It’s a long debate on the relationship between the vested property interests, or in other words, the confirmation of property rights, and rights claims. From many economists’ views, who mostly stand at the pro-market position, it’s the property right that matters in the protection of residents’ (both in rural and urban space) right of livelihood and ‘right to the city’. However, this point of view should be reconsidered more carefully. In my opinion, the willingness to make right claims and to confront state and/or other market actors’ behaviors (such as demolition and relocation) is dependent on the interests involved, rather than on the title of rights. It’s common that conflicts will emerge whenever the residents are discontent or (as seen by themselves) deprived, even though there is no legal title for him/her at all.
Actually, the legal title of rights, or in other words, the vested property interests, only could play a role in promoting the position of the residents in the conflicts, and in alleviating the tension between different subjects and softening the methods which will be used in the conflicts. It’s in this sense that Jinli Zhang in Meishijie chose to confront with the state by soft strategies and actions, such as banners and posters, rather than by more terrific methods, such as self-burning, which has already been observed in many other places in China (especially in the rural area where there is no legal title of the land for farmers).
Thus, in the context of China’s urban transition, it’s evident to claim that the willingness to make rights claims has little to do with the title of rights, rather, they are basically reactions of the residents against the actions implemented in the space by other subjects, which are observed as invasion and/or exploitation and make the residents discontent. Since the rights claims are mainly about the ‘interests’, that is, the compensation or other types of economic reparation, it’s hard for the residents to gather together for collective goods and rights. And this makes the construction of ‘rights to the city’ less possible, since the core issue within this term is the collective good, ‘the right to a totality’. This will be analyzed in details following.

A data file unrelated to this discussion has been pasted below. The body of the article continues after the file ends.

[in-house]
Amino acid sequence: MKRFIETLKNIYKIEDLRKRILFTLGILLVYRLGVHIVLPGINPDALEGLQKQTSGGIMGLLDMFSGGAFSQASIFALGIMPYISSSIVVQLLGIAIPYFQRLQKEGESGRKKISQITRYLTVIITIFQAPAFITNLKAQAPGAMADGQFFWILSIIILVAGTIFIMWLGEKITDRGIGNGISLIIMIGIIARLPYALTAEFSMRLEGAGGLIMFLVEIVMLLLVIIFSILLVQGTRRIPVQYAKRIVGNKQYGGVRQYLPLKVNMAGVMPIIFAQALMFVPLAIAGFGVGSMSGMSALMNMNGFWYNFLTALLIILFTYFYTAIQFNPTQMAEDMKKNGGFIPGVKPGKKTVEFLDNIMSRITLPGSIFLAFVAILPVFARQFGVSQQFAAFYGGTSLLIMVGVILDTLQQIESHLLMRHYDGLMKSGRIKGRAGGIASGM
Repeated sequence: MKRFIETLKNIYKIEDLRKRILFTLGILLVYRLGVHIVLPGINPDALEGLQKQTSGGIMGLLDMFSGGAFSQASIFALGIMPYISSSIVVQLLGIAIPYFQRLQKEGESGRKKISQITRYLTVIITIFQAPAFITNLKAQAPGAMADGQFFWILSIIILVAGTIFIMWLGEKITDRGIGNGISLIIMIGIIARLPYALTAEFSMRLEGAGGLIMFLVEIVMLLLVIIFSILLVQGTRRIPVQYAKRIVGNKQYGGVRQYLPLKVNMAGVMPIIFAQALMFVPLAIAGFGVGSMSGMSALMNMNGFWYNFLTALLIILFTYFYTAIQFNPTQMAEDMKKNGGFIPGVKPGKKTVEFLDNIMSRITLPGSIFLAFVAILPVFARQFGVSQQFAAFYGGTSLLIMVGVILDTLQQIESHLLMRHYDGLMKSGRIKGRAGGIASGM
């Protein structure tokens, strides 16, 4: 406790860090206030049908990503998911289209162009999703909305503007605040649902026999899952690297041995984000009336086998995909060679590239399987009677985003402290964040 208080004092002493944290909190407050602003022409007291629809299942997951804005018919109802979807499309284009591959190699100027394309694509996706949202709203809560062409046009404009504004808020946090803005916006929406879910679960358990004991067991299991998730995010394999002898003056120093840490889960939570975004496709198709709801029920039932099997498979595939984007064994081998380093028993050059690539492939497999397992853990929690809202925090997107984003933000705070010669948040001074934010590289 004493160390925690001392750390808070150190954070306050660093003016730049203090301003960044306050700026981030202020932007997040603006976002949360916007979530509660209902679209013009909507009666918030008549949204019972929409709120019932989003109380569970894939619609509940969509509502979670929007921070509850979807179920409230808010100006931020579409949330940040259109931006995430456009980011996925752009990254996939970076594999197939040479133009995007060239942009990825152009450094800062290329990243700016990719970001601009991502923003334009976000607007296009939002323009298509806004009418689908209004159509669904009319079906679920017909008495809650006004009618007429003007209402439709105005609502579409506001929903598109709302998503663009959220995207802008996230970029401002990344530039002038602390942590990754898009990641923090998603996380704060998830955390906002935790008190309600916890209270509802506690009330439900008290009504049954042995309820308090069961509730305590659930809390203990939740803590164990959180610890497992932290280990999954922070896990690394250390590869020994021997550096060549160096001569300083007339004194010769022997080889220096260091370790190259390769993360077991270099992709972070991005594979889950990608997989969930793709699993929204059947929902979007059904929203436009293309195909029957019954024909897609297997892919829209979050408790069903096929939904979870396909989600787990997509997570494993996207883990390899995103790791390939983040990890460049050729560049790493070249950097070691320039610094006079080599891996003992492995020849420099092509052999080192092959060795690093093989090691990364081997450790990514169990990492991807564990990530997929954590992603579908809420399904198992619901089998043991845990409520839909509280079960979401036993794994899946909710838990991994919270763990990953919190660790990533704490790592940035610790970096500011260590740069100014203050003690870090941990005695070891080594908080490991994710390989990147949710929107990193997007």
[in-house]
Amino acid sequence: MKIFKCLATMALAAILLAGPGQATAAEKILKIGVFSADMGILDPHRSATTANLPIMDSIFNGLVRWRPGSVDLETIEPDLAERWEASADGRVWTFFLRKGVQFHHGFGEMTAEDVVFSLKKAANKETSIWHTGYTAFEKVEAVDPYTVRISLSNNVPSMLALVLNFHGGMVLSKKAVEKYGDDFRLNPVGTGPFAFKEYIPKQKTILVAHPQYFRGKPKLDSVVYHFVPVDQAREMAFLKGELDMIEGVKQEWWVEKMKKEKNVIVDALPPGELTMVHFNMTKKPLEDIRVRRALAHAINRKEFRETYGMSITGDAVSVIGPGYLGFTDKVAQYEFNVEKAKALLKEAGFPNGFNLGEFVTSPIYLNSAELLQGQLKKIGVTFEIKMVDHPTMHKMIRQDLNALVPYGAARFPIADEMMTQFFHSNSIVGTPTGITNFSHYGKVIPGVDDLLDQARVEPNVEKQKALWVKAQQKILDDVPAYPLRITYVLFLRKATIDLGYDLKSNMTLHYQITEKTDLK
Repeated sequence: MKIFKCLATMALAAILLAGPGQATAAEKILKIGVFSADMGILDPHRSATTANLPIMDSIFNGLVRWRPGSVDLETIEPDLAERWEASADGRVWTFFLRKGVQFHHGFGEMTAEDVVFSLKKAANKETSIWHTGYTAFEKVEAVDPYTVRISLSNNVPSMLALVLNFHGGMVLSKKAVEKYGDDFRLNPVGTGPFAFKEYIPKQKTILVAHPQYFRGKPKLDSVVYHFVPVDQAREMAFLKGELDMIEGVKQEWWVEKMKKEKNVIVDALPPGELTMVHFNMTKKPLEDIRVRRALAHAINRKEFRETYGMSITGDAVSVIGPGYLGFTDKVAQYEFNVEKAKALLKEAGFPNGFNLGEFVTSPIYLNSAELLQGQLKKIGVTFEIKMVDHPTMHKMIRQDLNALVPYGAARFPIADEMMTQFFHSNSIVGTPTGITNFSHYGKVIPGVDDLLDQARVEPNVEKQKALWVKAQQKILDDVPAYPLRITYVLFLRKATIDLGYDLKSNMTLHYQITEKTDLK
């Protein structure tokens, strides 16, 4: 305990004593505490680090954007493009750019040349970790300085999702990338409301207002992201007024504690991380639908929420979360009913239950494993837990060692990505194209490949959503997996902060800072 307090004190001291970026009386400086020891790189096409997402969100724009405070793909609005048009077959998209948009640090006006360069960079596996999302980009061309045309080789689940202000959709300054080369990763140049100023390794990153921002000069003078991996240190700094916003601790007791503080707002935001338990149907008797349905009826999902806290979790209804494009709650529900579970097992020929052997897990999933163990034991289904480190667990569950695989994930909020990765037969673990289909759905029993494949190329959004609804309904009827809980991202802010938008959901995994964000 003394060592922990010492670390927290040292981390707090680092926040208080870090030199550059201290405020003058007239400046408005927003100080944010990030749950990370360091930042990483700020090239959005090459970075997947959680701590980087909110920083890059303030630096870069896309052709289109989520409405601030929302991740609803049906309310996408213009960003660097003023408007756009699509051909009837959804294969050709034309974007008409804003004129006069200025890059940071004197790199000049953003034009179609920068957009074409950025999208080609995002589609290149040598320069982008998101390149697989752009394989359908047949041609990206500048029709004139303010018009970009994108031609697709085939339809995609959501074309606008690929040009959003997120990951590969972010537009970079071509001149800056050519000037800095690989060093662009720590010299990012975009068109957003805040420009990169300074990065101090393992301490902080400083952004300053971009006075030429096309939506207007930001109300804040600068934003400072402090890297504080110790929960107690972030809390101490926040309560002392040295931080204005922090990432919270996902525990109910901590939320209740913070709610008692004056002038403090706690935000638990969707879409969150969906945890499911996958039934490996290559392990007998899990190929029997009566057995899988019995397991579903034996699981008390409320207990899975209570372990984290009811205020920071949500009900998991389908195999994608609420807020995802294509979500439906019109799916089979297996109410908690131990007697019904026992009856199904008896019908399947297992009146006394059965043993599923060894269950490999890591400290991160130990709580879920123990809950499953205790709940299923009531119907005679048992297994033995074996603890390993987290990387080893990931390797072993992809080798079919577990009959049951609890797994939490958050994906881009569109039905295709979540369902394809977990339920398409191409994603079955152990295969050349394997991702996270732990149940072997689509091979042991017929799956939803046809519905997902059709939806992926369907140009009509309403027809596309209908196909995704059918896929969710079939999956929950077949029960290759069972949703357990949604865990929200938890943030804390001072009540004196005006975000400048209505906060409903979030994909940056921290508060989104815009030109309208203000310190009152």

Another problem here is about the validity of term ‘right’ in general and ‘property right’ in particular. As Elizabeth J. Perry has demonstrated, the context is crucial in identifying the content of ‘right(s)’. It means that we should consider both spatial and temporal background to clarify what the real meaning for one to use the word ‘right’. If this argument is true, then we cannot implant such a term directly from a Western context into China’s discursive system. And thus it becomes even more questionable to continually insist on the importance of vested property interests. Actually, institution is important, but we should move beyond institutionalism.
As to ‘right to the city’, it’s also an implicit expression, leaving us too much space to take use of it. If go back to its origin, we will find that it’s just a term used by Lefebvre to demonstrate the necessity of ‘autogestion’ – an ideal regime, focusing on the workers organization and on the grassroots democracy, which is a violent rebel of the existent regime and even the concept of the state itself. However, Lefebvre ‘spends little time elucidating what a right to the city might look like practically’ (Attoh, 674), and thus makes it difficult to put it into practice. Though other scholars have analyzed this term further, how can we achieve ‘the right to a totality’ or ‘a collective rights’ within the existent regime? How can we expect this regime will provide us vested weapons to fight against itself? Considering this, it’s better to transfer this term into other more practical and less revolutionary ones to make use of.
Last but not least, I think it’s unquestionable that there are spatial-temporal dimensions within the framework of rights claims. And three types of claims could be identified: the claim of economic interest in the (re-)production of space (Meishijie Case); the claim of social interests and organizational participation in the (re-) production of public space (Guangzhou Case); and the claim of meaning and management of local public spaces (Tokyo Case). This point could be connected with Perry’s conclusion. That is to say, the spatial and social context is crucial to identify the meaning of ‘right’ and the types of ‘rights claims’. In all these cases, vested rights are important as tools for the residents to struggle, but they don’t improve the willingness for them to make rights claims automatically – here, it’s always the interests that matters, though in different forms.